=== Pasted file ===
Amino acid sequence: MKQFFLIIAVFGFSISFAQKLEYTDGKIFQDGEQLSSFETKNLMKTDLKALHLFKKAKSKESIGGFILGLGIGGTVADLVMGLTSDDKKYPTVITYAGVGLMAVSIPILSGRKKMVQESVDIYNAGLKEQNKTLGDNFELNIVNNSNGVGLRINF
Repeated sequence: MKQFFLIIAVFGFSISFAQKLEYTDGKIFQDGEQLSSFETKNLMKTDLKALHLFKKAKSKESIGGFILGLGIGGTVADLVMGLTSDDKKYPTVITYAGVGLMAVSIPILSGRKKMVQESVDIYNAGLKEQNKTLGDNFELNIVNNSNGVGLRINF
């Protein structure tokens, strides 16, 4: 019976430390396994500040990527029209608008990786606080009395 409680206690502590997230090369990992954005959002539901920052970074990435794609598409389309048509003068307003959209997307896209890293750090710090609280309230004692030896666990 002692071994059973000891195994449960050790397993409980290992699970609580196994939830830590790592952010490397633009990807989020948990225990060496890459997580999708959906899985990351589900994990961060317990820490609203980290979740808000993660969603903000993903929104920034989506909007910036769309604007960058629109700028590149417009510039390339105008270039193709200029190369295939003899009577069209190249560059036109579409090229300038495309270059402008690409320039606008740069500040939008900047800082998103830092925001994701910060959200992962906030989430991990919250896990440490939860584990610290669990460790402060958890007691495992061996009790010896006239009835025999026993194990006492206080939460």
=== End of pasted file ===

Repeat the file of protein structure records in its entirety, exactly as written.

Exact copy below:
Amino acid sequence: MKQFFLIIAVFGFSISFAQKLEYTDGKIFQDGEQLSSFETKNLMKTDLKALHLFKKAKSKESIGGFILGLGIGGTVADLVMGLTSDDKKYPTVITYAGVGLMAVSIPILSGRKKMVQESVDIYNAGLKEQNKTLGDNFELNIVNNSNGVGLRINF
Repeated sequence: MKQFFLIIAVFGFSISFAQKLEYTDGKIFQDGEQLSSFETKNLMKTDLKALHLFKKAKSKESIGGFILGLGIGGTVADLVMGLTSDDKKYPTVITYAGVGLMAVSIPILSGRKKMVQESVDIYNAGLKEQNKTLGDNFELNIVNNSNGVGLRINF
């Protein structure tokens, strides 16, 4: 019976430390396994500040990527029209608008990786606080009395 409680206690502590997230090369990992954005959002539901920052970074990435794609598409389309048509003068307003959209997307896209890293750090710090609280309230004692030896666990 002692071994059973000891195994449960050790397993409980290992699970609580196994939830830590790592952010490397633009990807989020948990225990060496890459997580999708959906899985990351589900994990961060317990820490609203980290979740808000993660969603903000993903929104920034989506909007910036769309604007960058629109700028590149417009510039390339105008270039193709200029190369295939003899009577069209190249560059036109579409090229300038495309270059402008690409320039606008740069500040939008900047800082998103830092925001994701910060959200992962906030989430991990919250896990440490939860584990610290669990460790402060958890007691495992061996009790010896006239009835025999026993194990006492206080939460």